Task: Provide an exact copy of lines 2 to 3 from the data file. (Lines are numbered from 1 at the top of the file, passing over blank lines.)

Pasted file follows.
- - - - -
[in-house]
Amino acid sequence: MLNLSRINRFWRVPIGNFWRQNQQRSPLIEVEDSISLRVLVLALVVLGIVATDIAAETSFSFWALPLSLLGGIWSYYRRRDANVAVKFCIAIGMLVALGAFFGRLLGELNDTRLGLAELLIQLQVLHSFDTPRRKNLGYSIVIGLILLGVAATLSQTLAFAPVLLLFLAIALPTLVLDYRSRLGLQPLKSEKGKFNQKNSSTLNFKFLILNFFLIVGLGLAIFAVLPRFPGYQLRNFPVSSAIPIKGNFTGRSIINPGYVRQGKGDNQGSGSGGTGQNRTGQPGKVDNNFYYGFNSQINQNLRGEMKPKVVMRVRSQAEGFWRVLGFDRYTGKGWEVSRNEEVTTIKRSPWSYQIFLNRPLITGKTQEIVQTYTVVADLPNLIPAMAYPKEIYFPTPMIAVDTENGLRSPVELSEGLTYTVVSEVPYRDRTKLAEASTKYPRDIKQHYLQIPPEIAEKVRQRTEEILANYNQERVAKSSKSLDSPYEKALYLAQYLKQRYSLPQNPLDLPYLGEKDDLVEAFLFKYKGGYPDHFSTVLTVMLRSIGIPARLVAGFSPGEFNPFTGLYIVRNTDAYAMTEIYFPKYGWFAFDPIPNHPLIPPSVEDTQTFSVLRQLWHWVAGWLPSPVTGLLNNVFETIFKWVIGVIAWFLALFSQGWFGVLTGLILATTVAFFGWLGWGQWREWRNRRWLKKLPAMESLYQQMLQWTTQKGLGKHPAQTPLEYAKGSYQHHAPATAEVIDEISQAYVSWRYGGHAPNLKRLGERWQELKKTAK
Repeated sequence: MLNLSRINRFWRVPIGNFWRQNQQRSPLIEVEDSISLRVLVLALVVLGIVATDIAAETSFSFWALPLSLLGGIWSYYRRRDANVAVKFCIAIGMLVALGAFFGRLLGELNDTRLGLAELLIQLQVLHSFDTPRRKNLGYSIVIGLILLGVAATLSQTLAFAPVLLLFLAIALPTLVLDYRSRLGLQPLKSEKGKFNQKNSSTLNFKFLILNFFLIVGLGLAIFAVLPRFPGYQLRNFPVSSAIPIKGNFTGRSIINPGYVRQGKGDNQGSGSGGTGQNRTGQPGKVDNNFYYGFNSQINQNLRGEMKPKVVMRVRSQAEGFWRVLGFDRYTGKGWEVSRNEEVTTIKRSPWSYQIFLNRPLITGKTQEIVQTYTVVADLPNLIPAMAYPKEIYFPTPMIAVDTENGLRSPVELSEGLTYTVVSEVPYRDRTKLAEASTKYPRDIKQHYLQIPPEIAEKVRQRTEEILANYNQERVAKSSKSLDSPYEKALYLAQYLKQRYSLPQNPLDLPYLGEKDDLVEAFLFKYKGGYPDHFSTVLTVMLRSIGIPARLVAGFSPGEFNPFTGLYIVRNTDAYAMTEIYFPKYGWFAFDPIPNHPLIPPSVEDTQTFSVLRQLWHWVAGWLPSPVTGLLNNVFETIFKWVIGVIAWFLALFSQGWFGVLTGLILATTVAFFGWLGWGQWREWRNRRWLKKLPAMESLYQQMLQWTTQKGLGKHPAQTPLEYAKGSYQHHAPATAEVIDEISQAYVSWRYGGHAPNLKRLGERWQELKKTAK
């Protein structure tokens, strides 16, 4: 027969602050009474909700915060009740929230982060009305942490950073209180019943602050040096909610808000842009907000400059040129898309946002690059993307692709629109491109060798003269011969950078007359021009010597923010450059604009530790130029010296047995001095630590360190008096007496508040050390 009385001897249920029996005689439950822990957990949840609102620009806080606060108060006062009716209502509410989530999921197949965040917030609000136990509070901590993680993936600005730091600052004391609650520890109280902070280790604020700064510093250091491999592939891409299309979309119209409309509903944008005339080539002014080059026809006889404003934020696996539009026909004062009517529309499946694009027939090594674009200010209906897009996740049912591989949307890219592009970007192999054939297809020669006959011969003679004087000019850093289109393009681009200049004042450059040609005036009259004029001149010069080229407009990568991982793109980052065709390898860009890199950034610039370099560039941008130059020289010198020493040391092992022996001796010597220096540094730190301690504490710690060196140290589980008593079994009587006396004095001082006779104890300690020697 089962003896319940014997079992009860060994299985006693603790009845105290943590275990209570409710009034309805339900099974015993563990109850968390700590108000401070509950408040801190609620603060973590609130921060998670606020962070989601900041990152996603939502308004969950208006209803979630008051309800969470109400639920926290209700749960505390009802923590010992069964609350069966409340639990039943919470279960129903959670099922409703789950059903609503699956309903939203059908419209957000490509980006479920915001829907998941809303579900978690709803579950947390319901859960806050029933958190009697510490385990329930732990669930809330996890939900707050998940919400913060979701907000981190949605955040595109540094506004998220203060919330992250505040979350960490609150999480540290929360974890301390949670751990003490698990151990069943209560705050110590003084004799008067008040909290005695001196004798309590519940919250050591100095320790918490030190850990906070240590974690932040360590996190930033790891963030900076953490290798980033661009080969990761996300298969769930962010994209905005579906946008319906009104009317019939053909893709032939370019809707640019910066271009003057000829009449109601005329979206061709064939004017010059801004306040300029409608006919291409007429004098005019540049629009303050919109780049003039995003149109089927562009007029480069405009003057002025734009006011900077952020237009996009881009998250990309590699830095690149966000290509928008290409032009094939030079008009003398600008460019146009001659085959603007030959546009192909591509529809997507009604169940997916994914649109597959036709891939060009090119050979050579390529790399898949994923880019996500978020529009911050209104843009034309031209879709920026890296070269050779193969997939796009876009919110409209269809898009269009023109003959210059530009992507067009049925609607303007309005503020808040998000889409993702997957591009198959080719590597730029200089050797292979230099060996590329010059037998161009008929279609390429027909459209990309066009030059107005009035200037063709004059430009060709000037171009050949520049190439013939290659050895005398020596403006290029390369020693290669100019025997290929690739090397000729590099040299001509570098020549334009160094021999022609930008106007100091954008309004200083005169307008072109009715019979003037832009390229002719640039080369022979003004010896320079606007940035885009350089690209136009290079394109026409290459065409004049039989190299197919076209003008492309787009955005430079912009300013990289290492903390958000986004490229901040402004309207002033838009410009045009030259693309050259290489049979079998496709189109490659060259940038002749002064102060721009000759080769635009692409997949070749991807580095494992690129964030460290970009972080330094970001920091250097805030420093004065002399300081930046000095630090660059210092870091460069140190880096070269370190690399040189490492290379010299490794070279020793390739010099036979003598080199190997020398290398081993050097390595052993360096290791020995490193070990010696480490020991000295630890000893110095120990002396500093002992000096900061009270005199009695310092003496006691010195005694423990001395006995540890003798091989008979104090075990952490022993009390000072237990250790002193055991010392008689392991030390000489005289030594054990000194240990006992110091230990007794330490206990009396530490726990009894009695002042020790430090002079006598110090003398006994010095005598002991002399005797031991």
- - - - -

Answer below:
Amino acid sequence: MLNLSRINRFWRVPIGNFWRQNQQRSPLIEVEDSISLRVLVLALVVLGIVATDIAAETSFSFWALPLSLLGGIWSYYRRRDANVAVKFCIAIGMLVALGAFFGRLLGELNDTRLGLAELLIQLQVLHSFDTPRRKNLGYSIVIGLILLGVAATLSQTLAFAPVLLLFLAIALPTLVLDYRSRLGLQPLKSEKGKFNQKNSSTLNFKFLILNFFLIVGLGLAIFAVLPRFPGYQLRNFPVSSAIPIKGNFTGRSIINPGYVRQGKGDNQGSGSGGTGQNRTGQPGKVDNNFYYGFNSQINQNLRGEMKPKVVMRVRSQAEGFWRVLGFDRYTGKGWEVSRNEEVTTIKRSPWSYQIFLNRPLITGKTQEIVQTYTVVADLPNLIPAMAYPKEIYFPTPMIAVDTENGLRSPVELSEGLTYTVVSEVPYRDRTKLAEASTKYPRDIKQHYLQIPPEIAEKVRQRTEEILANYNQERVAKSSKSLDSPYEKALYLAQYLKQRYSLPQNPLDLPYLGEKDDLVEAFLFKYKGGYPDHFSTVLTVMLRSIGIPARLVAGFSPGEFNPFTGLYIVRNTDAYAMTEIYFPKYGWFAFDPIPNHPLIPPSVEDTQTFSVLRQLWHWVAGWLPSPVTGLLNNVFETIFKWVIGVIAWFLALFSQGWFGVLTGLILATTVAFFGWLGWGQWREWRNRRWLKKLPAMESLYQQMLQWTTQKGLGKHPAQTPLEYAKGSYQHHAPATAEVIDEISQAYVSWRYGGHAPNLKRLGERWQELKKTAK
Repeated sequence: MLNLSRINRFWRVPIGNFWRQNQQRSPLIEVEDSISLRVLVLALVVLGIVATDIAAETSFSFWALPLSLLGGIWSYYRRRDANVAVKFCIAIGMLVALGAFFGRLLGELNDTRLGLAELLIQLQVLHSFDTPRRKNLGYSIVIGLILLGVAATLSQTLAFAPVLLLFLAIALPTLVLDYRSRLGLQPLKSEKGKFNQKNSSTLNFKFLILNFFLIVGLGLAIFAVLPRFPGYQLRNFPVSSAIPIKGNFTGRSIINPGYVRQGKGDNQGSGSGGTGQNRTGQPGKVDNNFYYGFNSQINQNLRGEMKPKVVMRVRSQAEGFWRVLGFDRYTGKGWEVSRNEEVTTIKRSPWSYQIFLNRPLITGKTQEIVQTYTVVADLPNLIPAMAYPKEIYFPTPMIAVDTENGLRSPVELSEGLTYTVVSEVPYRDRTKLAEASTKYPRDIKQHYLQIPPEIAEKVRQRTEEILANYNQERVAKSSKSLDSPYEKALYLAQYLKQRYSLPQNPLDLPYLGEKDDLVEAFLFKYKGGYPDHFSTVLTVMLRSIGIPARLVAGFSPGEFNPFTGLYIVRNTDAYAMTEIYFPKYGWFAFDPIPNHPLIPPSVEDTQTFSVLRQLWHWVAGWLPSPVTGLLNNVFETIFKWVIGVIAWFLALFSQGWFGVLTGLILATTVAFFGWLGWGQWREWRNRRWLKKLPAMESLYQQMLQWTTQKGLGKHPAQTPLEYAKGSYQHHAPATAEVIDEISQAYVSWRYGGHAPNLKRLGERWQELKKTAK